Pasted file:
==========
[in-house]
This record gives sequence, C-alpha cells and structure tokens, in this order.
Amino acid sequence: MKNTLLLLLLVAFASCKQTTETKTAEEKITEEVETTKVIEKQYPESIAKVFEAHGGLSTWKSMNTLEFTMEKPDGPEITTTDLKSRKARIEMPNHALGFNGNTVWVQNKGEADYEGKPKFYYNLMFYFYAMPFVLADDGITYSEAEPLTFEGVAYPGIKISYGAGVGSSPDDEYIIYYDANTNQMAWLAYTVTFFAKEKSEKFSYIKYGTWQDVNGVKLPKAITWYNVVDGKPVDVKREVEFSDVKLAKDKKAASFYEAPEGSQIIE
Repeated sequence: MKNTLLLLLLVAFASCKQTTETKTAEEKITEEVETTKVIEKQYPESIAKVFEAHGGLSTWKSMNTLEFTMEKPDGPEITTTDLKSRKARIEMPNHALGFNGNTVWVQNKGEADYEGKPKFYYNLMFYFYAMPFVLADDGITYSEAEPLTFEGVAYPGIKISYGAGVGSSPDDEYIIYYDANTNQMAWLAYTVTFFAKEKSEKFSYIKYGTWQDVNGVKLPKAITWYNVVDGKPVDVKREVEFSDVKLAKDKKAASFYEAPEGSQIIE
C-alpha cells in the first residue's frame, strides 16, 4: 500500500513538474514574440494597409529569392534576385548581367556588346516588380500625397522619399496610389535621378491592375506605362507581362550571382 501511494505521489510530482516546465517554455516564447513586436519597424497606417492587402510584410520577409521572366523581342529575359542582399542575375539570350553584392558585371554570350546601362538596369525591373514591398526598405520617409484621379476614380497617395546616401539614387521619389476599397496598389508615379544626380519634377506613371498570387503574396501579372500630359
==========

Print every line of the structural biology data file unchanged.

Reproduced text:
[in-house]
This record gives sequence, C-alpha cells and structure tokens, in this order.
Amino acid sequence: MKNTLLLLLLVAFASCKQTTETKTAEEKITEEVETTKVIEKQYPESIAKVFEAHGGLSTWKSMNTLEFTMEKPDGPEITTTDLKSRKARIEMPNHALGFNGNTVWVQNKGEADYEGKPKFYYNLMFYFYAMPFVLADDGITYSEAEPLTFEGVAYPGIKISYGAGVGSSPDDEYIIYYDANTNQMAWLAYTVTFFAKEKSEKFSYIKYGTWQDVNGVKLPKAITWYNVVDGKPVDVKREVEFSDVKLAKDKKAASFYEAPEGSQIIE
Repeated sequence: MKNTLLLLLLVAFASCKQTTETKTAEEKITEEVETTKVIEKQYPESIAKVFEAHGGLSTWKSMNTLEFTMEKPDGPEITTTDLKSRKARIEMPNHALGFNGNTVWVQNKGEADYEGKPKFYYNLMFYFYAMPFVLADDGITYSEAEPLTFEGVAYPGIKISYGAGVGSSPDDEYIIYYDANTNQMAWLAYTVTFFAKEKSEKFSYIKYGTWQDVNGVKLPKAITWYNVVDGKPVDVKREVEFSDVKLAKDKKAASFYEAPEGSQIIE
C-alpha cells in the first residue's frame, strides 16, 4: 500500500513538474514574440494597409529569392534576385548581367556588346516588380500625397522619399496610389535621378491592375506605362507581362550571382 501511494505521489510530482516546465517554455516564447513586436519597424497606417492587402510584410520577409521572366523581342529575359542582399542575375539570350553584392558585371554570350546601362538596369525591373514591398526598405520617409484621379476614380497617395546616401539614387521619389476599397496598389508615379544626380519634377506613371498570387503574396501579372500630359